During the early years of the 20th century, Orville and Wilbur Wright experimented with a series of large aircraft designs, early models of which were flown as kites or piloted gliders. The breakthrough in aeronautics, however, came in 1903, when the Wright brothers created the first airplane that could take off and fly with the help of its propellers. The design of the plane was uncomplicated and, therefore, it is not difficult to create a model of the first heavier-than-air airplane using construction paper and other easy-to-find materials.
Draw two 15- by 2-inch rectangles on a sheet of white construction paper. Cut out the rectangles and use scissors to give them rounded corners.
Divide two long sides of each rectangle into nine equal 1.6-inch parts. Mark the spots with a pencil. Pierce each spot with the pointed edge of a toothpick.
Pierce the spots of the second rectangle with the other pointed edge of the toothpicks to complete the flyer's wings. Apply a drop of glue on each spot and allow to dry to consolidate the shape.
Draw two 5- by 1-inch rectangles on white construction paper and cut them out. Design a right triangle on each of the rectangles' four corners, with their legs measuring 1/2 inch. Cut out the triangles and round the corners of the new shape.
Divide the shapes' sides into four equal parts and mark the spots. Cut four toothpicks in half and use a razor to sharpen their edges. Pierce through the spots on the paper with the toothpicks' edges to create "Part 1."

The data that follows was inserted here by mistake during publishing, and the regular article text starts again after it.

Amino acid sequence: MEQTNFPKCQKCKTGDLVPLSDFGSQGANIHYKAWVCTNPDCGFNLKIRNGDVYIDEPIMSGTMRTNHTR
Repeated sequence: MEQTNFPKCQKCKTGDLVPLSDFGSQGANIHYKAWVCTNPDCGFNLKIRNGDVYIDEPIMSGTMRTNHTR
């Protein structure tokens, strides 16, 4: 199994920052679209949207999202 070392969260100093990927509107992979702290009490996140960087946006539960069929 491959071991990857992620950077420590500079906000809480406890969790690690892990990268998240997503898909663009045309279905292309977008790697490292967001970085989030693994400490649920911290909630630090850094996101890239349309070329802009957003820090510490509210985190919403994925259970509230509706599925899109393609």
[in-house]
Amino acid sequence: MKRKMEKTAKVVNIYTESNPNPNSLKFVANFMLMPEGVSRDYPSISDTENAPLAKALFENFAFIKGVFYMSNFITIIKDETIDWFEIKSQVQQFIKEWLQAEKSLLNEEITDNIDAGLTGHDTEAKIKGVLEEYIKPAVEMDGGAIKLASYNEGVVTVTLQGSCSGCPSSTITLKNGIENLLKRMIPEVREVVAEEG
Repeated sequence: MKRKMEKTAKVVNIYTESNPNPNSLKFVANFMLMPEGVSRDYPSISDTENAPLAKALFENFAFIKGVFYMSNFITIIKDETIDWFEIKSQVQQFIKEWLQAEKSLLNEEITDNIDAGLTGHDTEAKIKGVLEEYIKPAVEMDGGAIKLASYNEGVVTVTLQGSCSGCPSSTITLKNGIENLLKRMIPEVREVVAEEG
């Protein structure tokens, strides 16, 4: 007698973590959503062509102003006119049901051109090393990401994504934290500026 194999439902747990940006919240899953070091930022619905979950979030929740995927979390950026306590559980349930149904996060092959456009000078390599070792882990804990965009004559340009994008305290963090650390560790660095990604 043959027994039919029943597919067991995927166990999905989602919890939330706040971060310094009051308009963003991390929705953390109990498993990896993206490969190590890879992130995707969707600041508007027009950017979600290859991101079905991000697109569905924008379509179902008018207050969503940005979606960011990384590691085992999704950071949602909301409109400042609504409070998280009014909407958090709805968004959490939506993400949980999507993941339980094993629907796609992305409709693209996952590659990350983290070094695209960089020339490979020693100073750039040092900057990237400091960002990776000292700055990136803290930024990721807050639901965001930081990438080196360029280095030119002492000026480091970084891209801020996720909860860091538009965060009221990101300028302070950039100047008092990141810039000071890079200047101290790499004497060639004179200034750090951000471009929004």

Design two more rectangles measuring 2.5-by-3/4 inches. Cut two toothpicks into three equal parts and sharpen their edges. Pierce through the corners and the middle point of the rectangles' long sides with the toothpicks to complete "Part 2."
Glue the propeller mounts between the third and fourth, and between the sixth and seventh toothpicks on the wings.
Draw two round propellers on a sheet of white construction paper, measuring 2 inches in diameter. Pierce the center through the pointed edge of the propeller mounts and apply a drop of glue on the spots.
Glue three toothpicks as cross-braces across the skids. Pierce through the lower paper of Part 1 with the long upright toothpicks, through the lower paper of the wings with the other upright toothpicks and through the upper paper of the wings with the diagonal skewer.
Form a V-shape with two toothpicks to connect the two long skewers of the skids with the bottom toothpick of Part 2, which now stands upward. Apply a drop of glue on every pierced spot and on the V's edges to complete the 1903 Flyer model.
Use a skids template provided by NASA to create the flyer's skeleton and the propeller mounts, using toothpicks and wooden skewers.